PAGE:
Dear Friends and Neighbors,
In June my first legislative session was completed, and it was a whirlwind experience. I couldn’t be more thankful for all the dedicated colleagues and friends I’ve made on both sides of the aisle.
One “success” of this year’s session was avoiding many new tax proposals. I fought hard against the statewide car tax, which would cost the town of Windsor Locks millions of dollars in money reserved for education, roads, and our parks. The budget we did pass invests in education and infrastructure, while also paying down our debts and providing fiscal stability that businesses and residents alike can rely on.
I also fought for maintaining the tax exemptions for Social Security and the phase-in of a tax exemption on pension income to make Connecticut more affordable to seniors.
We all know about the potential East Windsor casino across the river. I was able to secure almost a million dollars each for 10 years for the Town of Windsor (in addition to Windsor Locks) to mitigate the impact it will have, if and when it does get built.
This year my friend Senator Will Haskell and I co-introduced legislation that is already practiced in the Town of Windsor. The law allows state employees who discover corrupt, unethical, mismanaged or otherwise wasted use of funding to report their findings to their supervisor.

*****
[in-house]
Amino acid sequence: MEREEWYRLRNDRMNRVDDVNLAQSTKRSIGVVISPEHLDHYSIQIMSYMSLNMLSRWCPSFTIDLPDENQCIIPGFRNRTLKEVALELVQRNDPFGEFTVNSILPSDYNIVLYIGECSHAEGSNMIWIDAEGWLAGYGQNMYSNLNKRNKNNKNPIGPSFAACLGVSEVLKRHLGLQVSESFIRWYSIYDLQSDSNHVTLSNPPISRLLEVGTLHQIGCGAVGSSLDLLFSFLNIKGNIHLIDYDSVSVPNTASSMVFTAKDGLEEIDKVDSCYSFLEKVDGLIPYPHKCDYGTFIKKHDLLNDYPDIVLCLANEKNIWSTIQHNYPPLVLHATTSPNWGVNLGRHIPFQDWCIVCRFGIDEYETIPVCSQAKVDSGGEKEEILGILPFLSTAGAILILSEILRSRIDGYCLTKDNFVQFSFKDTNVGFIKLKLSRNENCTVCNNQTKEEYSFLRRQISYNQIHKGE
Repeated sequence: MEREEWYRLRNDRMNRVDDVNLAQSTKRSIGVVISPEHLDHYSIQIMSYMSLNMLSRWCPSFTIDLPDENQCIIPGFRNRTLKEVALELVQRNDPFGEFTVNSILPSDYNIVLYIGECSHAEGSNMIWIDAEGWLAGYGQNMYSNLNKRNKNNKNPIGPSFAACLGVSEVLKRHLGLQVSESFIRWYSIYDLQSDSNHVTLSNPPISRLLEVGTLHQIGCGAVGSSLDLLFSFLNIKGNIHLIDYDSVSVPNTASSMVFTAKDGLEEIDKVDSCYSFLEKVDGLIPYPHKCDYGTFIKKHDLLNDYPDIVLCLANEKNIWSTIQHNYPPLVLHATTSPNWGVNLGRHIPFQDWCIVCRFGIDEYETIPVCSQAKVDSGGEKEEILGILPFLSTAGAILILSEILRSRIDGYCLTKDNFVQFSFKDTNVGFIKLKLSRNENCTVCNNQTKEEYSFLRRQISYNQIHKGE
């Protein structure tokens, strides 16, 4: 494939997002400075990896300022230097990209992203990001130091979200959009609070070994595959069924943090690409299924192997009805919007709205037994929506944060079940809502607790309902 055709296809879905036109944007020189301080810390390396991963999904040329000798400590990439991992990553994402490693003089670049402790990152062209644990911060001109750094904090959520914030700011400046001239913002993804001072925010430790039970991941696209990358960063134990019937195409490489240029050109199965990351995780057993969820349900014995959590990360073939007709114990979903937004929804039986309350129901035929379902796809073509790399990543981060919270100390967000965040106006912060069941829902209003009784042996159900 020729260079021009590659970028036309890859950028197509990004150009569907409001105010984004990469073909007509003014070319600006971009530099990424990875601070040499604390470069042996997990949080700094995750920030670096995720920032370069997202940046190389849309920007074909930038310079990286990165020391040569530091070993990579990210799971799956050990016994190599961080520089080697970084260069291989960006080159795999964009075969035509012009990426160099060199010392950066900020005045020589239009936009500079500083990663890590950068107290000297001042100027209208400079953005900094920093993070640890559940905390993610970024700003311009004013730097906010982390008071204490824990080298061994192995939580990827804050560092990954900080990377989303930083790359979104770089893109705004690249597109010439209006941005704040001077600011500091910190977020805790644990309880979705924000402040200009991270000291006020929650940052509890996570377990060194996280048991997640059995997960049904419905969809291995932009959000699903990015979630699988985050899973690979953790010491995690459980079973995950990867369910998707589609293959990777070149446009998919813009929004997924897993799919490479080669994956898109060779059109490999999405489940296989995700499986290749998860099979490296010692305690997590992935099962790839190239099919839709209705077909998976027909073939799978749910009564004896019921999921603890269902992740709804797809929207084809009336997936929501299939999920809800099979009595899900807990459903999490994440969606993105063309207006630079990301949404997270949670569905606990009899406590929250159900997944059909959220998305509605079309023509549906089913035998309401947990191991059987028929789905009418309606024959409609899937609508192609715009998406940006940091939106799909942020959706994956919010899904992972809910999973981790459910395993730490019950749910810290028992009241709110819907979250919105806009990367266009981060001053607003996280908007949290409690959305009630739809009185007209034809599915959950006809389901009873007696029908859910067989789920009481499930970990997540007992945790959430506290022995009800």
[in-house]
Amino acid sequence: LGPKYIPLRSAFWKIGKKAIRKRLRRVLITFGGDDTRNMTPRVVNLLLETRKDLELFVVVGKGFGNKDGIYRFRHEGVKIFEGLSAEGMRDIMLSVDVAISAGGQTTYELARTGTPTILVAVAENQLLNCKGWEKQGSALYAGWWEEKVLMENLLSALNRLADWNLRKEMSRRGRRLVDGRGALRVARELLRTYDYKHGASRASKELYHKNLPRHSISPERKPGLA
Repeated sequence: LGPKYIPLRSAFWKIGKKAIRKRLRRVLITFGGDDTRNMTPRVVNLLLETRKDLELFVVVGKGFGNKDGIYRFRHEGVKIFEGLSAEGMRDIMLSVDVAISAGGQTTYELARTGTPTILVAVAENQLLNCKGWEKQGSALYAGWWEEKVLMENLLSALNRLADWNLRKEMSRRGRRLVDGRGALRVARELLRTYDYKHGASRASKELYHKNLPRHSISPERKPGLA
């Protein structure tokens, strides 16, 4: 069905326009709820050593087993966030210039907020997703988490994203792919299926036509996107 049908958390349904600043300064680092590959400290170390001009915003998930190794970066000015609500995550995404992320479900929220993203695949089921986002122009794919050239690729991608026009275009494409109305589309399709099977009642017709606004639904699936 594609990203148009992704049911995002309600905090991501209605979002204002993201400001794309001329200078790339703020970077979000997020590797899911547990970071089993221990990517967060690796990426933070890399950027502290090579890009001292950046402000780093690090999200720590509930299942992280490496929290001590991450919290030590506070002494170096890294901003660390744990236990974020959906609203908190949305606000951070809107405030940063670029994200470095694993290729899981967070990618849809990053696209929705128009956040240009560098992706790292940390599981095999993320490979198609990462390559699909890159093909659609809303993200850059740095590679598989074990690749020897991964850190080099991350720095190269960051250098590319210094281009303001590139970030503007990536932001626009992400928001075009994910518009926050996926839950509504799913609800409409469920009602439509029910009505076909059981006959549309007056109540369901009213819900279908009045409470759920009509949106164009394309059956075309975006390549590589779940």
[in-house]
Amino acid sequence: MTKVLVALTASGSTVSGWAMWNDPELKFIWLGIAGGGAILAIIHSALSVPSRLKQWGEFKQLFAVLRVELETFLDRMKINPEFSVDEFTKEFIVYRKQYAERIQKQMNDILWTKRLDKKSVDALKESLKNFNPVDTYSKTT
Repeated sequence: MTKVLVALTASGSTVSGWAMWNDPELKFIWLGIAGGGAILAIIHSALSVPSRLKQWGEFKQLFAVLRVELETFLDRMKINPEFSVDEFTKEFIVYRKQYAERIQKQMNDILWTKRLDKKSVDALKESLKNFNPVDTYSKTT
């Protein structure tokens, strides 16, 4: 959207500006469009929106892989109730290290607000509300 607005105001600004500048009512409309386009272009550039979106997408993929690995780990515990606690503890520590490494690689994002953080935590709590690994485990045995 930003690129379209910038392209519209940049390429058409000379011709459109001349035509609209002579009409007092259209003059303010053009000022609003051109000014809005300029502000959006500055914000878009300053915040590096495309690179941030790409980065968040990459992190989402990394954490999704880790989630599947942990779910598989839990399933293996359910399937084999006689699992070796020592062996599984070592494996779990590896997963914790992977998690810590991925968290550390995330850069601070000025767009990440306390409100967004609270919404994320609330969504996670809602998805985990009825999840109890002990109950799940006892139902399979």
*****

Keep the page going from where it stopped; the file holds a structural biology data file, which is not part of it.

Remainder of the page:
There is still much more as a legislature we need to do to promote businesses in our state and grow the economy through good-paying jobs. I am committed to working diligently through this “off season” to prepare for the next session so we can make Connecticut a better place in which to reside for everyone.
As always, I appreciate hearing from you on issues that matter. I look forward to continuing these conversations. Please do not hesitate to reach out by email, phone, or social media.
Investing in our Future Workforce
This year, my colleagues and I proposed establishing a workforce training authority to partner with the business community to make sure Connecticut has the best trained workers that can better meet the specific hiring needs of employers. This employment pipeline will target industries in need of skilled workers such as construction, healthcare, insurance, bioscience, advanced manufacturing, and digital media.
This year, we developed a program for local high schools to offer Advanced Manufacturing Certificates. As part of the legislation, we encouraged the participation of private institutions and employers to make the program a success.
In addition, we are now requiring that schools make computer programming a required part of computer science classes. Computer Science is a foundational skill for 21st century jobs, so we must make sure our students are prepared to succeed in a digital age.
Mental Health Parity
Diseases of the brain and body need to be treated equally in society and by insurance companies. We unanimously passed the Mental Health Parity Act which gives people with mental health and substance use disorders the same access to care as those with cancer and heart disease. One in four Americans have or will be affected by mental health or a substance use disorder. It should be just as easy to receive treatment for depression or addiction as it is for heart disease or diabetes.